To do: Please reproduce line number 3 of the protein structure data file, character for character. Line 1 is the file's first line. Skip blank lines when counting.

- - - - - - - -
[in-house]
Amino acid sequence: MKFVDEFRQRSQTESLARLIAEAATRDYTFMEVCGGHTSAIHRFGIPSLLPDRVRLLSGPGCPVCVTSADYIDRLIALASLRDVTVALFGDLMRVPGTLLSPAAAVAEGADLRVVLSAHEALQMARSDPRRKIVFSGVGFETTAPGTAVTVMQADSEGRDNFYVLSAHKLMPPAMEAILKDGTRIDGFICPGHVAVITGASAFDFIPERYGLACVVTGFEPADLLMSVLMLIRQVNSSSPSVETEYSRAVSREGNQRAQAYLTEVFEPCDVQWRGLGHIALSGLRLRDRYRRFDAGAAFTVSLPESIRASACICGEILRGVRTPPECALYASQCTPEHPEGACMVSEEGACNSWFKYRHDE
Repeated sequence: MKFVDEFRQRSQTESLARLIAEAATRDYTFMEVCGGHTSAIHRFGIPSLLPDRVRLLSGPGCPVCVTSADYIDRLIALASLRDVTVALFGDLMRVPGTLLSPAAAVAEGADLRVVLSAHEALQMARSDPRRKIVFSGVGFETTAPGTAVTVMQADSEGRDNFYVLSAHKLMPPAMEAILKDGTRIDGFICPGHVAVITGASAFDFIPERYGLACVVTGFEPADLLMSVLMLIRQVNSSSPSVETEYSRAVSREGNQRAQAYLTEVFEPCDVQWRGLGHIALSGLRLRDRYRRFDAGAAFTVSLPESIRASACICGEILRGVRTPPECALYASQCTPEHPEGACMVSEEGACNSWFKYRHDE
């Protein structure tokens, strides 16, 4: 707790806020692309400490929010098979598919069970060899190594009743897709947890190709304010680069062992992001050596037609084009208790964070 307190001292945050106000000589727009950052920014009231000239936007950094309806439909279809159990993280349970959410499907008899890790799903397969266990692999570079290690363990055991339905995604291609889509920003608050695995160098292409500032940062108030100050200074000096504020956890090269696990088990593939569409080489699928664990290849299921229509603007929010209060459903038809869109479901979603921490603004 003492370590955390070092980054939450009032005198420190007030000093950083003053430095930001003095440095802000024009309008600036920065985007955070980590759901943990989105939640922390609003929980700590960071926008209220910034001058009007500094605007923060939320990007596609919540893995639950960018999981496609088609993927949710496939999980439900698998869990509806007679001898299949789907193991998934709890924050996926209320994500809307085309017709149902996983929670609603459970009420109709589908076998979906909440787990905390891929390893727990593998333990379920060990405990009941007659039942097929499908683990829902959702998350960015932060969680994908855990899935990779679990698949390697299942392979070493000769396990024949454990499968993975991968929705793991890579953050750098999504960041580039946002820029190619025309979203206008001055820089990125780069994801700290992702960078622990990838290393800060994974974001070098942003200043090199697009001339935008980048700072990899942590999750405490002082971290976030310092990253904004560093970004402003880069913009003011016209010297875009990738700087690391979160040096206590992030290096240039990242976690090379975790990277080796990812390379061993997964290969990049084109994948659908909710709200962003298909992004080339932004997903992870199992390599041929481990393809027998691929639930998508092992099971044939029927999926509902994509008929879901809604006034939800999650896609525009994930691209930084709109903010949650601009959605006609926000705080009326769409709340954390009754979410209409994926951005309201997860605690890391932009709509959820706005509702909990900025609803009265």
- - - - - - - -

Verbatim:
Repeated sequence: MKFVDEFRQRSQTESLARLIAEAATRDYTFMEVCGGHTSAIHRFGIPSLLPDRVRLLSGPGCPVCVTSADYIDRLIALASLRDVTVALFGDLMRVPGTLLSPAAAVAEGADLRVVLSAHEALQMARSDPRRKIVFSGVGFETTAPGTAVTVMQADSEGRDNFYVLSAHKLMPPAMEAILKDGTRIDGFICPGHVAVITGASAFDFIPERYGLACVVTGFEPADLLMSVLMLIRQVNSSSPSVETEYSRAVSREGNQRAQAYLTEVFEPCDVQWRGLGHIALSGLRLRDRYRRFDAGAAFTVSLPESIRASACICGEILRGVRTPPECALYASQCTPEHPEGACMVSEEGACNSWFKYRHDE